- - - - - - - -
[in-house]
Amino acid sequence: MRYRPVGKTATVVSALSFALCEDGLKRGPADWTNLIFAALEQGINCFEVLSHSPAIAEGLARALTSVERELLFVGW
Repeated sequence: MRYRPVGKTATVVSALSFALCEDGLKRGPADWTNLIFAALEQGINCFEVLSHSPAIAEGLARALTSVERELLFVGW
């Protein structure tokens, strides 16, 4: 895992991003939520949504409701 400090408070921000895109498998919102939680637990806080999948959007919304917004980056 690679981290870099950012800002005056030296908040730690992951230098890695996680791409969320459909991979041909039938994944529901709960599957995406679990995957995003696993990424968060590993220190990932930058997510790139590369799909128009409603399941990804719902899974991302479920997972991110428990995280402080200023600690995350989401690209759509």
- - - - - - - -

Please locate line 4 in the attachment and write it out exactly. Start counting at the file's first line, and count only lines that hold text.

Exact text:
């Protein structure tokens, strides 16, 4: 895992991003939520949504409701 400090408070921000895109498998919102939680637990806080999948959007919304917004980056 690679981290870099950012800002005056030296908040730690992951230098890695996680791409969320459909991979041909039938994944529901709960599957995406679990995957995003696993990424968060590993220190990932930058997510790139590369799909128009409603399941990804719902899974991302479920997972991110428990995280402080200023600690995350989401690209759509």